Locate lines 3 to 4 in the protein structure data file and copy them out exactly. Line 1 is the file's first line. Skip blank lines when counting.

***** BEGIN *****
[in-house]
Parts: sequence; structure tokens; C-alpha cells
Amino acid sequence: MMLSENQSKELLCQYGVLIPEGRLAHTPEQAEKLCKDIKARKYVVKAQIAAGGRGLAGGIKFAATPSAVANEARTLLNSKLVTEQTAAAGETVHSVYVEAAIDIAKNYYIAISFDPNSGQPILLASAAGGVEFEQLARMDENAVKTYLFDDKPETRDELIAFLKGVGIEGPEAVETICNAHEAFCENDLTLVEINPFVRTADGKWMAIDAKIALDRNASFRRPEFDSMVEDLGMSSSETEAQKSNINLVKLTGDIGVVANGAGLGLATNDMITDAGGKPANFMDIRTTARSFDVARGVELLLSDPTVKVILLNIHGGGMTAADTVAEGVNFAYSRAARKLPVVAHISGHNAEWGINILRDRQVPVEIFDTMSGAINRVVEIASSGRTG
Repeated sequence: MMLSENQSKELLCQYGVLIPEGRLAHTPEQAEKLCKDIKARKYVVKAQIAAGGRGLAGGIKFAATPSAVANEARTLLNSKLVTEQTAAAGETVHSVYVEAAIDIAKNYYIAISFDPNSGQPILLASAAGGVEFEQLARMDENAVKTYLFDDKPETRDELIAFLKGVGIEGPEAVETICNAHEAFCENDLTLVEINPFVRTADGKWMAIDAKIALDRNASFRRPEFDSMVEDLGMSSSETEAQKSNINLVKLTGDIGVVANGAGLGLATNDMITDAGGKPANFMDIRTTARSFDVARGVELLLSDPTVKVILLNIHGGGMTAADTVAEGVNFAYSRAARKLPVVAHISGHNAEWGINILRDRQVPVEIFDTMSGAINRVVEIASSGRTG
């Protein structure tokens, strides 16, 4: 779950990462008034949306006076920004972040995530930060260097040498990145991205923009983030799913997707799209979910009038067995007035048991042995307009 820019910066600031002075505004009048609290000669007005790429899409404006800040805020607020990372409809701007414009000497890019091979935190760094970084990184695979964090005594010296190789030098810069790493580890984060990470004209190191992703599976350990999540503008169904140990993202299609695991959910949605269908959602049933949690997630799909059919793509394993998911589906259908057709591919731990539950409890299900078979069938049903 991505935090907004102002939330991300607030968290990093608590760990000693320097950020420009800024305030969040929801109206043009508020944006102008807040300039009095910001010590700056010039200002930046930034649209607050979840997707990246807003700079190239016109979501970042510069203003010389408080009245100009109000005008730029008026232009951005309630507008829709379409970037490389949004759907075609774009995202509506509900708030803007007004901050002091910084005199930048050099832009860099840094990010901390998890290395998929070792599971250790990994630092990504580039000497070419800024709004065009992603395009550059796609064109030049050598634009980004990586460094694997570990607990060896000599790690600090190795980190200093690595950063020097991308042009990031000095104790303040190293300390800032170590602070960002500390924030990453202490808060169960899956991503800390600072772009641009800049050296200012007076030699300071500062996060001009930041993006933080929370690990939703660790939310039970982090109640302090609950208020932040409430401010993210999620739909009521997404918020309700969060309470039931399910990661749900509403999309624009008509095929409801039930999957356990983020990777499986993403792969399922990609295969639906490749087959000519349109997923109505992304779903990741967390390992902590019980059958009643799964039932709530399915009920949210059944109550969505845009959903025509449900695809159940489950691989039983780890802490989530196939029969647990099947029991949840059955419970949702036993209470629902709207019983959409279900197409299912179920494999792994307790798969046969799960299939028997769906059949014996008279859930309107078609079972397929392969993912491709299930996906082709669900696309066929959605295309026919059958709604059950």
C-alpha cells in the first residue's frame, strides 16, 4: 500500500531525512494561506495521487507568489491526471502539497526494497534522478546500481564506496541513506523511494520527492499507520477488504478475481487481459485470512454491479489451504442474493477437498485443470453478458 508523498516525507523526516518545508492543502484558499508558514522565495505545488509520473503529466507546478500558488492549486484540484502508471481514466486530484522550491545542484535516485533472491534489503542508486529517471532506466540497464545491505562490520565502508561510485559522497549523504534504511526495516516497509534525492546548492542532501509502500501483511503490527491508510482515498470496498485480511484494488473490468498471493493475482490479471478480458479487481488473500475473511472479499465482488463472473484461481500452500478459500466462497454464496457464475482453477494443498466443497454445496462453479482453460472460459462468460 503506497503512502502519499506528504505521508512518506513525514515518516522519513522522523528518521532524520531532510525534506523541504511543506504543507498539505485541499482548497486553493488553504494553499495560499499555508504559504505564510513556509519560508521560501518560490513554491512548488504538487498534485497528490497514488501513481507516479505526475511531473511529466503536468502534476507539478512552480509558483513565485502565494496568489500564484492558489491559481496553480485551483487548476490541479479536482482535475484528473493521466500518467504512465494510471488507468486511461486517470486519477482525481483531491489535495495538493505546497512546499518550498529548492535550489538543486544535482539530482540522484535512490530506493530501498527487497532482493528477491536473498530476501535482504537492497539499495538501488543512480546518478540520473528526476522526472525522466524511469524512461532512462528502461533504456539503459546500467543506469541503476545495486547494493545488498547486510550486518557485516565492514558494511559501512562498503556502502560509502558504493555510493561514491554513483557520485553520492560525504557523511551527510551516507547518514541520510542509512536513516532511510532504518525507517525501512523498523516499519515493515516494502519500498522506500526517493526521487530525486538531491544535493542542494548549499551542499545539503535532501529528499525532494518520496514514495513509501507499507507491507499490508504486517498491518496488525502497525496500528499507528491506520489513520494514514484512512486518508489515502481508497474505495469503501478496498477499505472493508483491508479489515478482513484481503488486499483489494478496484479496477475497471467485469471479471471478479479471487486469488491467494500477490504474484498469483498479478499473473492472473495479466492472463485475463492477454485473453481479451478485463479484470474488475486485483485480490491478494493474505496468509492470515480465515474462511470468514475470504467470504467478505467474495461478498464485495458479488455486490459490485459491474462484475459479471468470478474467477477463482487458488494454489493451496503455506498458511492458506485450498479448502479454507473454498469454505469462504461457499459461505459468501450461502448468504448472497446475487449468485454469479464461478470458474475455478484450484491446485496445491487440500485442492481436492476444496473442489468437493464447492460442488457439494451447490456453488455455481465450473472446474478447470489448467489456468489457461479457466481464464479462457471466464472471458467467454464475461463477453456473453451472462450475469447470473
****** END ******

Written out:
Amino acid sequence: MMLSENQSKELLCQYGVLIPEGRLAHTPEQAEKLCKDIKARKYVVKAQIAAGGRGLAGGIKFAATPSAVANEARTLLNSKLVTEQTAAAGETVHSVYVEAAIDIAKNYYIAISFDPNSGQPILLASAAGGVEFEQLARMDENAVKTYLFDDKPETRDELIAFLKGVGIEGPEAVETICNAHEAFCENDLTLVEINPFVRTADGKWMAIDAKIALDRNASFRRPEFDSMVEDLGMSSSETEAQKSNINLVKLTGDIGVVANGAGLGLATNDMITDAGGKPANFMDIRTTARSFDVARGVELLLSDPTVKVILLNIHGGGMTAADTVAEGVNFAYSRAARKLPVVAHISGHNAEWGINILRDRQVPVEIFDTMSGAINRVVEIASSGRTG
Repeated sequence: MMLSENQSKELLCQYGVLIPEGRLAHTPEQAEKLCKDIKARKYVVKAQIAAGGRGLAGGIKFAATPSAVANEARTLLNSKLVTEQTAAAGETVHSVYVEAAIDIAKNYYIAISFDPNSGQPILLASAAGGVEFEQLARMDENAVKTYLFDDKPETRDELIAFLKGVGIEGPEAVETICNAHEAFCENDLTLVEINPFVRTADGKWMAIDAKIALDRNASFRRPEFDSMVEDLGMSSSETEAQKSNINLVKLTGDIGVVANGAGLGLATNDMITDAGGKPANFMDIRTTARSFDVARGVELLLSDPTVKVILLNIHGGGMTAADTVAEGVNFAYSRAARKLPVVAHISGHNAEWGINILRDRQVPVEIFDTMSGAINRVVEIASSGRTG